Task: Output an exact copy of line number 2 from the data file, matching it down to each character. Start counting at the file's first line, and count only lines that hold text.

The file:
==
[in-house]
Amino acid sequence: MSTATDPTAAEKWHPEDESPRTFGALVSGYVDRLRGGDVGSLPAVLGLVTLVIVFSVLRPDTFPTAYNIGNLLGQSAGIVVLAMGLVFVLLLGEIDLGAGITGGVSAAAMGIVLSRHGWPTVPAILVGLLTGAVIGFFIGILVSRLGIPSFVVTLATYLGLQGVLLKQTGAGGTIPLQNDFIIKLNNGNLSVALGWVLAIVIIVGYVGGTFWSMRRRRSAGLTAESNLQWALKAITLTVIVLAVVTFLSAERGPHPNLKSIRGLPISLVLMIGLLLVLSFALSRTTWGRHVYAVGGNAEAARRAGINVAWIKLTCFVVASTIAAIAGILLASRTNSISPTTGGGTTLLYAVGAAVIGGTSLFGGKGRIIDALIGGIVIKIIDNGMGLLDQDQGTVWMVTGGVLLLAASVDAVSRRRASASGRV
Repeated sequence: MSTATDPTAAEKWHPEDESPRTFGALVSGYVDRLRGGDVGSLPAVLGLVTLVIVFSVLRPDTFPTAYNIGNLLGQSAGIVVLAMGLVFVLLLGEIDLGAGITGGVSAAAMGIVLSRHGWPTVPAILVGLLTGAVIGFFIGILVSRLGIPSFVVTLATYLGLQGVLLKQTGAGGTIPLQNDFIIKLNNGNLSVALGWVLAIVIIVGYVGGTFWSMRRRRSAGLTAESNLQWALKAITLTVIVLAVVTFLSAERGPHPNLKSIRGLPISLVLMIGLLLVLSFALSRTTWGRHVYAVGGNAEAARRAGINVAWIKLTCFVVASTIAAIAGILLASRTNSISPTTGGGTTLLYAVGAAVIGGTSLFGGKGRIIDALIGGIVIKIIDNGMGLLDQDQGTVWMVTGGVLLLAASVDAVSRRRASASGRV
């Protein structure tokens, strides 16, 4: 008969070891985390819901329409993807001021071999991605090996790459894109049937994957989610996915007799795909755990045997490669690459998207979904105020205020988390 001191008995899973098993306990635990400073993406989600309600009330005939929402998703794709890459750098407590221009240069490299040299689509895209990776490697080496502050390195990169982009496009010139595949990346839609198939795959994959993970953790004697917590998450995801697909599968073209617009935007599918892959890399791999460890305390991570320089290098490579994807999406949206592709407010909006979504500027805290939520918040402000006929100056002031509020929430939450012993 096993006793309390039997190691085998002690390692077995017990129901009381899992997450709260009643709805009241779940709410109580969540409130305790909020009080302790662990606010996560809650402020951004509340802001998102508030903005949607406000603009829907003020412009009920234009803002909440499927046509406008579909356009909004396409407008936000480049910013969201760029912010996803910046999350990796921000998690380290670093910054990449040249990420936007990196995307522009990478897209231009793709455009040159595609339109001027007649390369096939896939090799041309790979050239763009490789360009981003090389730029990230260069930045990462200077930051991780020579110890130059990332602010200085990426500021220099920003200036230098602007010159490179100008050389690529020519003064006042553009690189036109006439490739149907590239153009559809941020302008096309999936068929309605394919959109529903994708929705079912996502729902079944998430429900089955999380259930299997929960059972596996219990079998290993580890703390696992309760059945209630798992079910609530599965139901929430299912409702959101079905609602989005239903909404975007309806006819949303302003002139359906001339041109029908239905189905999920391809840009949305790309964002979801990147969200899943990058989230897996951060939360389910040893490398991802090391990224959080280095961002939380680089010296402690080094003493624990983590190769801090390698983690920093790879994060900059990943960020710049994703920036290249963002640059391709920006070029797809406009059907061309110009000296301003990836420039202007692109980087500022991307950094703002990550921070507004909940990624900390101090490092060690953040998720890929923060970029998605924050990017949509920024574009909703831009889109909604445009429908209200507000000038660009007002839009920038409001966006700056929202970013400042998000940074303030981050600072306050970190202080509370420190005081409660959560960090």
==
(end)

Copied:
Amino acid sequence: MSTATDPTAAEKWHPEDESPRTFGALVSGYVDRLRGGDVGSLPAVLGLVTLVIVFSVLRPDTFPTAYNIGNLLGQSAGIVVLAMGLVFVLLLGEIDLGAGITGGVSAAAMGIVLSRHGWPTVPAILVGLLTGAVIGFFIGILVSRLGIPSFVVTLATYLGLQGVLLKQTGAGGTIPLQNDFIIKLNNGNLSVALGWVLAIVIIVGYVGGTFWSMRRRRSAGLTAESNLQWALKAITLTVIVLAVVTFLSAERGPHPNLKSIRGLPISLVLMIGLLLVLSFALSRTTWGRHVYAVGGNAEAARRAGINVAWIKLTCFVVASTIAAIAGILLASRTNSISPTTGGGTTLLYAVGAAVIGGTSLFGGKGRIIDALIGGIVIKIIDNGMGLLDQDQGTVWMVTGGVLLLAASVDAVSRRRASASGRV